Breaker Box Basics: What You Should Know
Electrical work is scary. When things go wrong, or you want to add an outlet or a light or something, almost everyone you know says “hire a pro.” I’m not going to dispute that at all, actually. If/when you don’t know what you’re doing, it can be really dangerous. But there are some simple and common electrical situations that are really easy to deal with, and, to me at least, paying someone a couple hundred dollars to do these things for you is absurd.
I plan to do a whole series of simple and common home electrical projects, but today, I just want to start with the simple facts about electrical panels that every homeowner should know.
Note: This post contains affiliate links. If you click and make a purchase, I may receive compensation (at no additional cost to you.) I only recommend products that I personally use and love, and any support helps keep this little blog going!
What is a Circuit Breaker Panel?
The circuit breaker panel, also sometimes called the "breaker box", is where the main outside electrical power connects to all the different wires that feed the electricity in your house. It looks like this:
On the inside, there are a bunch of switches. The large switch on top controls power to the entire house. In the case of some major electrical emergency, you can cut power to the entire house by flipping that big top switch.
(Not so) Fun Sidenote: In Texas, it's common for breaker boxes to be on the outside of the house. Robbers know this, and frequently will find the breaker box and flip the big switch to cut power to the house (and therefore any security systems and cameras) before approaching. While monitored security systems will call the homeowner when this happens (which will eventually lead to a 911 call), un-monitored systems are off for good. This happened to my parents just a couple weeks ago.
Each small switch controls power to some subset of your home. For example, there might be a switch labeled "Living Room." That switch probably controls all the lights and outlets in the living room, although you might want to do some testing to make sure. I'll be doing another post on how to test switches to see what they control, so stay tuned!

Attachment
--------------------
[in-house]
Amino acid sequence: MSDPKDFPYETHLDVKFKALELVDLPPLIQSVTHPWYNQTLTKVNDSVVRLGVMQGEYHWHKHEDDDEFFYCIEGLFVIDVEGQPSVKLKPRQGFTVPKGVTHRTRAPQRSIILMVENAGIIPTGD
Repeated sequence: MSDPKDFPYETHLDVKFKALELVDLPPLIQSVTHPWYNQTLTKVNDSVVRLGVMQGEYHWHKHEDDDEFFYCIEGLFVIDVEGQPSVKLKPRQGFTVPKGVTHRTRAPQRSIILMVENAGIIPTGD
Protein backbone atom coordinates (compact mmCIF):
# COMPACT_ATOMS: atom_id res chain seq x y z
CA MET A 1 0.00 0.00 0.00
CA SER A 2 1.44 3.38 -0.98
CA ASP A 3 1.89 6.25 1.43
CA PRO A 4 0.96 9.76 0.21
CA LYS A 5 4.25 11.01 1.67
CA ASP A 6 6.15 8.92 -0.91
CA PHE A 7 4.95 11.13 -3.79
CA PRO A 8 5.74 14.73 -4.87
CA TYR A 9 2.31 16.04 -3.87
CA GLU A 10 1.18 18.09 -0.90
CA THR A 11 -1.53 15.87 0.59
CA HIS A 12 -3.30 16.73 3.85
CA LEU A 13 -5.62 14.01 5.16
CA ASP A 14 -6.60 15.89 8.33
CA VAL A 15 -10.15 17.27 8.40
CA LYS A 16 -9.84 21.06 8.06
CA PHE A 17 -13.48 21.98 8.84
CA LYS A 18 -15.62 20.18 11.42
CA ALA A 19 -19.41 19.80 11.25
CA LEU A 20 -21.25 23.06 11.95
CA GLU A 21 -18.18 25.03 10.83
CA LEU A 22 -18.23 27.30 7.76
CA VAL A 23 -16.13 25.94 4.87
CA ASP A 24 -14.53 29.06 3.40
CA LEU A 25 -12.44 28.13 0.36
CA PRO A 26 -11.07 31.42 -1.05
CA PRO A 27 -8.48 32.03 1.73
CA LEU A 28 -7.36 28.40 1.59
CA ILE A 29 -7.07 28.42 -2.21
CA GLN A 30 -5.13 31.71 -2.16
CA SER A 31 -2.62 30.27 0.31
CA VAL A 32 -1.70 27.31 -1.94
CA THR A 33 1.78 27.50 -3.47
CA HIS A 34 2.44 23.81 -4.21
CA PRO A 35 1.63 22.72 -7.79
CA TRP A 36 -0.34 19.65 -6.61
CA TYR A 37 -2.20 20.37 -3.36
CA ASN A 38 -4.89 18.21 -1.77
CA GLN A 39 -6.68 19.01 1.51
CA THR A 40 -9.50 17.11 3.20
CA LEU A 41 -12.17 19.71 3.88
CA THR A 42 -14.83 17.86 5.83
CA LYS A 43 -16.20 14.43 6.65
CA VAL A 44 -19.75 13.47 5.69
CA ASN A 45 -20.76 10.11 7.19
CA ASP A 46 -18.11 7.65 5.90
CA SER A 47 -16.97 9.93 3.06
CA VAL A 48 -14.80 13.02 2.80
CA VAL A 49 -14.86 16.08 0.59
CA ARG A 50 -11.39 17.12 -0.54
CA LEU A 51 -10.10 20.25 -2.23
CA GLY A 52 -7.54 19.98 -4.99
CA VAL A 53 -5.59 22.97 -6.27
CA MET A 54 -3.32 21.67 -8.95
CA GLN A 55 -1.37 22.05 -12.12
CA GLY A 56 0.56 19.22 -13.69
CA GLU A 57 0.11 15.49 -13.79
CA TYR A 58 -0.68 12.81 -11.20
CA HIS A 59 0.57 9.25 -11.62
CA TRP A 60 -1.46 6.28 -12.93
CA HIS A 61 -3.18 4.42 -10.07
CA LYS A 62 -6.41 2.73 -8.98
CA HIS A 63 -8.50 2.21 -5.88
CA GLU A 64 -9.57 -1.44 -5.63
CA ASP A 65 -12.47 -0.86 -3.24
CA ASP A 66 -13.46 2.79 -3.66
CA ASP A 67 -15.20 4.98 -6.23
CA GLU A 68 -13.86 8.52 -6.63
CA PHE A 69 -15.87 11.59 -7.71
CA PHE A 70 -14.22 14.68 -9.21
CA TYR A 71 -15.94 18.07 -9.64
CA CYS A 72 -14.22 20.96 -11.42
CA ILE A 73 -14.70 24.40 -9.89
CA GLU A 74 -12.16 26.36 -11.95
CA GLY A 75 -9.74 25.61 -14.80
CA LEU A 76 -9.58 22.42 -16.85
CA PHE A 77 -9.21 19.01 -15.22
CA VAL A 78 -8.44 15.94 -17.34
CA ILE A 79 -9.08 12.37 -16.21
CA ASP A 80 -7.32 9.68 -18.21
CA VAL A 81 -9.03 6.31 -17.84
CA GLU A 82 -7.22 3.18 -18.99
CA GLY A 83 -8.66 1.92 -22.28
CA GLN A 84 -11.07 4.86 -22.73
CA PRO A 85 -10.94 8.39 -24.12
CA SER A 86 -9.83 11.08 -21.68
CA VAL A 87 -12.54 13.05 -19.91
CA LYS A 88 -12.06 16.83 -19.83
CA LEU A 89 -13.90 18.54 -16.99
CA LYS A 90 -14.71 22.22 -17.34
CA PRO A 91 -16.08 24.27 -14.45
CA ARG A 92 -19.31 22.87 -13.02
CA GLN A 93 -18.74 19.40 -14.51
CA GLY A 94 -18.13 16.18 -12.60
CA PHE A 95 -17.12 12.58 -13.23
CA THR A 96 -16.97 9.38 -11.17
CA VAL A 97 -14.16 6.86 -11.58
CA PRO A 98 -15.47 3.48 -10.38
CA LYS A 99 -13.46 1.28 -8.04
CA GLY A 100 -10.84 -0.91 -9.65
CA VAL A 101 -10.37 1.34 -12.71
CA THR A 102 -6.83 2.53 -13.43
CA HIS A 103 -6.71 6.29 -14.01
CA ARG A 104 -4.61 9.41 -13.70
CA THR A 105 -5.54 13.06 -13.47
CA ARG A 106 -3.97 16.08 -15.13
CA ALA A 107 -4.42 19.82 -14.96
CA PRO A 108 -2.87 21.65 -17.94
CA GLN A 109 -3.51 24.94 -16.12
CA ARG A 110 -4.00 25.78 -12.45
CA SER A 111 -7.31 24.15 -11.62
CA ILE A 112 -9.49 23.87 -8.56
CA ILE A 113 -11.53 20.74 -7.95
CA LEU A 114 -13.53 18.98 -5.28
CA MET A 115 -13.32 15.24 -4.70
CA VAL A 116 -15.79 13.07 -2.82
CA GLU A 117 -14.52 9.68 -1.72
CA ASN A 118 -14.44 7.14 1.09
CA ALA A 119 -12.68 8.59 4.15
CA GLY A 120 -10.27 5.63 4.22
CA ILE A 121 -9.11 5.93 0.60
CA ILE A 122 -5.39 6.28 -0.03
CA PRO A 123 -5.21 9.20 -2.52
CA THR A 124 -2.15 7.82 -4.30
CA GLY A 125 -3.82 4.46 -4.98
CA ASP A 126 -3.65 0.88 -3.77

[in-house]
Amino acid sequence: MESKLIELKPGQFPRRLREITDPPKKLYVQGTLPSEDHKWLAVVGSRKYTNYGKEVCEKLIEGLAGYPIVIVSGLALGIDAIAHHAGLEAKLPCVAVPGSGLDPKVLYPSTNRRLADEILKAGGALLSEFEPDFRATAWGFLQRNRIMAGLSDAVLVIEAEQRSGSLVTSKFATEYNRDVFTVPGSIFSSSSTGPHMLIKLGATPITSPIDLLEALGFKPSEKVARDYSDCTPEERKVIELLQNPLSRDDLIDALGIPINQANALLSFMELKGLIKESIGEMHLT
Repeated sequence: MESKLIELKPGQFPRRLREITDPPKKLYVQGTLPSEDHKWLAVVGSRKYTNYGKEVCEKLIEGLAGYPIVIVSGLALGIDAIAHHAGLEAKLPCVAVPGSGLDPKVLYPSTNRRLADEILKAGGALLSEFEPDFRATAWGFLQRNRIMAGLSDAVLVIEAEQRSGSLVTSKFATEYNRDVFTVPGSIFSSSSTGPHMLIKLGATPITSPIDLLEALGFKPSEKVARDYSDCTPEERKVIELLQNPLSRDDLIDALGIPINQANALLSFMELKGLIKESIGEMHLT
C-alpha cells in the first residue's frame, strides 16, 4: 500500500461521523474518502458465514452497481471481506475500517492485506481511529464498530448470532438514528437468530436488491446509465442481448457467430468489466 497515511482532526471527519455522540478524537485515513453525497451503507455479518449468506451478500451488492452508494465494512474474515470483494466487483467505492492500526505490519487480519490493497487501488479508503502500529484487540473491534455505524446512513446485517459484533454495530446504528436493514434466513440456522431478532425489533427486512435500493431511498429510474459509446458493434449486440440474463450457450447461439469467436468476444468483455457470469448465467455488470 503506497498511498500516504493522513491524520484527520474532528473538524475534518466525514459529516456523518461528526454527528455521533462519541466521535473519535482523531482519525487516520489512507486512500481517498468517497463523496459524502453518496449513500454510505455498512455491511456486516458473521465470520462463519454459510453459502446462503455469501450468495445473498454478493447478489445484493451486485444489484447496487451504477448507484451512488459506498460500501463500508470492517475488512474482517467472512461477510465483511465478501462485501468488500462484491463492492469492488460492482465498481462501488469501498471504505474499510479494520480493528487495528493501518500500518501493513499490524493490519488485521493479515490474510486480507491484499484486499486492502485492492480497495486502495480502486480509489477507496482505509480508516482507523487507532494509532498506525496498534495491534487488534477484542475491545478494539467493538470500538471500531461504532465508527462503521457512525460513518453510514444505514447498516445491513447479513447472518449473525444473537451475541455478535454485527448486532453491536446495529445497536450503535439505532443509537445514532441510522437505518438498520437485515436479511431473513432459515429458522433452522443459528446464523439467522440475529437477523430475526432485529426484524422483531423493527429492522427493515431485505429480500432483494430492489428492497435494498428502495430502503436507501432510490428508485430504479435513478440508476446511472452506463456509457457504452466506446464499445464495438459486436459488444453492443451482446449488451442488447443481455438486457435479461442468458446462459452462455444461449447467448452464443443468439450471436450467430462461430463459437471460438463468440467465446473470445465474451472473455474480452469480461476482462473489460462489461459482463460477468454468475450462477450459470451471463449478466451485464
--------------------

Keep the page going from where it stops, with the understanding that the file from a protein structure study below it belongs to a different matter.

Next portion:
The power supplied by each separate switch is generally called a "circuit." I'm sure this is not the most official definition of a circuit, but it was the best I could come up with. You might have heard someone say something like "all the outlets and lights in the living room are on the same circuit," which for the purposes of the typical homeowner basically means the power is supplied by the same switch.
Where is My Circuit Breaker Panel?
The location of the breaker box differs in every home. Mine is in my basement, but sometimes they can be in laundry rooms, hallways, and even outside! Look around, I promise you have a box somewhere! Note that in my pictures above, you can see wires. If your circuit breaker panel is in a finished area, it's likely the wires will be hidden by walls, and the box will be embedded in the wall itself. For example, in my old condo, the breaker box was located in the laundry area. The box was embedded in the wall, and all that was visible when it was closed was the grey front panel.
One extra note I should add: if your house is old and the wiring hasn't been updated, you may have a fuse box instead of a circuit breaker panel. I won't pretend to know anything about fuses, but if you open the box and don't see switches, you probably are working with fuses.
How Do I Use My Circuit Breaker Panel?
When you open the panel, you'll see something like this: